When you're dealing with modern EPS systems in your shop, the bulk of the issues and failures you'll be dealing with will likely be related to electronics: components, sensors, boards, circuitry, communication, and more. However, that doesn't mean you will never come across mechanical failures in these vehicles as well, and you should be sure that your team of technicians is prepared to diagnose and repair them. While there are many different potential error codes and mechanical failure types to look for, your first priority should be to familiarize yourself with the most frequently diagnosed types.
In this post, we'll describe the most common EPS mechanical failure types to look for during the diagnostic process and discuss how you can approach rebuilding and repairing these issues.
Main Types of Mechanical EPS Failures
- Rack bar bushings: The first failure type to be on the lookout for during inspection and diagnosis are issues or failures related to rack bar bushings. Rack bar bushings can wear down due to reciprocation without lubricant and/or radial loading. This causes noise and excessive strain on the vehicle's motor and electronics, which can lead to increased issues down the line if left unaddressed.
- Bearings: EPS mechanical systems can also experience failures if issues occur with the system's bearings. Infiltration of the environment by debris such as water, dirt, or other contaminants will cause mechanical failures in the electronic power steering system. This type of failure will also cause excessive noise and strain on the motor and electronics.
- Electrical connection points: Electrical connection points comprise another mechanical area prone to failure within EPS systems. In particular, physical damage to the electrical connectors due to core handling or improper removal from the vehicle can lead to significant mechanical failure modes.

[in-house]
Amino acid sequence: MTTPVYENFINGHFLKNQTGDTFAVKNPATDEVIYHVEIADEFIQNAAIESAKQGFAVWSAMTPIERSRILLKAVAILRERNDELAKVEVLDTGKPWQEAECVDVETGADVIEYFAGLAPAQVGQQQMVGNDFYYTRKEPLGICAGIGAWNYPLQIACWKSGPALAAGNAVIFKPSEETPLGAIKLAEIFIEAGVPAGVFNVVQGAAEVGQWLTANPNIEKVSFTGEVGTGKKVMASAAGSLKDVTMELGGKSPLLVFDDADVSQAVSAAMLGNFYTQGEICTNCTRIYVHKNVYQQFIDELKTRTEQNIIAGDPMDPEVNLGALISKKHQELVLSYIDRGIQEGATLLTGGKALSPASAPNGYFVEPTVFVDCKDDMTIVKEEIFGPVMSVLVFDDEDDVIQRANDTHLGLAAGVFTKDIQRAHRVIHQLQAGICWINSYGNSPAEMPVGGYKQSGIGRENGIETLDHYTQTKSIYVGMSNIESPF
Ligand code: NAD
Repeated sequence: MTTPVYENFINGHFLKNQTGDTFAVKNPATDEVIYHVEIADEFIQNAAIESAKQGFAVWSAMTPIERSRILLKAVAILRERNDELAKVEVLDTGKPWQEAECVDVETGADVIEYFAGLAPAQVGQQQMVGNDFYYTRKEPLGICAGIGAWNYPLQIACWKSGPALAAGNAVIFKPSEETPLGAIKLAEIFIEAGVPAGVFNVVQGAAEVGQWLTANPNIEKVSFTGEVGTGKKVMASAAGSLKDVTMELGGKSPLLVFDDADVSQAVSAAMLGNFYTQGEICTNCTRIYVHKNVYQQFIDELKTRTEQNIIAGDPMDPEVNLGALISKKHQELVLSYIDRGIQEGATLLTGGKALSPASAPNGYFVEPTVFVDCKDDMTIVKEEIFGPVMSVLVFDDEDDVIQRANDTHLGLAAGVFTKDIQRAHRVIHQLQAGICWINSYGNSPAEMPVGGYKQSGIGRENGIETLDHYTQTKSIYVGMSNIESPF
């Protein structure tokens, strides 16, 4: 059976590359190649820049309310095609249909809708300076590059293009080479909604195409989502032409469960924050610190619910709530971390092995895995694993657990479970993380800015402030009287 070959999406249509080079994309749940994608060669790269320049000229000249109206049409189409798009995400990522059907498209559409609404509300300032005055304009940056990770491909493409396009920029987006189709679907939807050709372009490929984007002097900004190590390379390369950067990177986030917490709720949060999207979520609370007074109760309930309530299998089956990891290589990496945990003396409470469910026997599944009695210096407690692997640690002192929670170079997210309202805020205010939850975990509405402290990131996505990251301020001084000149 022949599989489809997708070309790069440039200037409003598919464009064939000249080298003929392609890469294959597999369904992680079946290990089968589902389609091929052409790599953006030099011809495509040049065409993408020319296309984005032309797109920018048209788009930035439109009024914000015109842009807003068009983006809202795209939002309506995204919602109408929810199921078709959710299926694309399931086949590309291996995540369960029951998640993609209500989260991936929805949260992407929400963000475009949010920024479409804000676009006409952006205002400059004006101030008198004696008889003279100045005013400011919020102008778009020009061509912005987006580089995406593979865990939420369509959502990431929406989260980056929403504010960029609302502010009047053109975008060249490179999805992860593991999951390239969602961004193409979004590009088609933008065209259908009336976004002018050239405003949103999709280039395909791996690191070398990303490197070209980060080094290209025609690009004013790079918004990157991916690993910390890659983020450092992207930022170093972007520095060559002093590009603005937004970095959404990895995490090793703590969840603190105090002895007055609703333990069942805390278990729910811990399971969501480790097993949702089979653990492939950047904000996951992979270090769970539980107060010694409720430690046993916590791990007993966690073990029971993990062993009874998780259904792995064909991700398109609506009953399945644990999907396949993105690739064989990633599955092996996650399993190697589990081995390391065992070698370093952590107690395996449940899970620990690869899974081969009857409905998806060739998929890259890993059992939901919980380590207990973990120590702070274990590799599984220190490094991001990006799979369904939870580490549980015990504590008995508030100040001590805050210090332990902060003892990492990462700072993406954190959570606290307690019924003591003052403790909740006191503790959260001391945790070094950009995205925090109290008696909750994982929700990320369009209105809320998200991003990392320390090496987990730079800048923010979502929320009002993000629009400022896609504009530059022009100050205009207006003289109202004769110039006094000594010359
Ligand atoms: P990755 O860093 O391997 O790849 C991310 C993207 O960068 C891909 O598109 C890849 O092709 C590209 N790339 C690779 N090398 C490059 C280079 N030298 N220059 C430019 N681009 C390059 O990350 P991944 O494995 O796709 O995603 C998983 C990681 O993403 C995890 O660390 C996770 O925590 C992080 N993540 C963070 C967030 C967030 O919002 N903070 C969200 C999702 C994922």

- Sealing components: Finally, the sealing components within the EPS system are subject to potential failure. These components include the shaft seal, housing seal, and reservoir seal. These sealing components can fail due to general wear or cracking over time, improper installation or fit in the system, and leaks or contamination within the system that break down the seal material.
Repairing and Rebuilding EPS Mechanical System Components
Choosing to repair both the mechanical and electronic issues with EPS systems in today's vehicles can give your power steering business a major edge over your competition for a variety of reasons. Namely, the OEM/dealership will generally be more interested in replacing the entire EPS system if an issue occurs rather than repairing one or more components, leading to increased costs and wait times for potential customers. However, by learning how to service EPS systems in your shop, you're able to provide the same customers with a better option that cuts their costs and wait times significantly.
However, there is one major roadblock keeping many power steering businesses from transitioning to EPS service today. OEMs tend to keep their EPS technologies and designs proprietary, and the rebuild seals and components you need to make these repairs can be difficult or impossible to find in the aftermarket unless you have the right parts supplier as your partner. In order to continue to build your business around the future of EPS, you'll need to make sure you partner with a parts supplier that has strong relationship ties to the original equipment manufacturers. These suppliers can help you source the rebuild components and training you need to address both mechanical and electronic failures in these systems.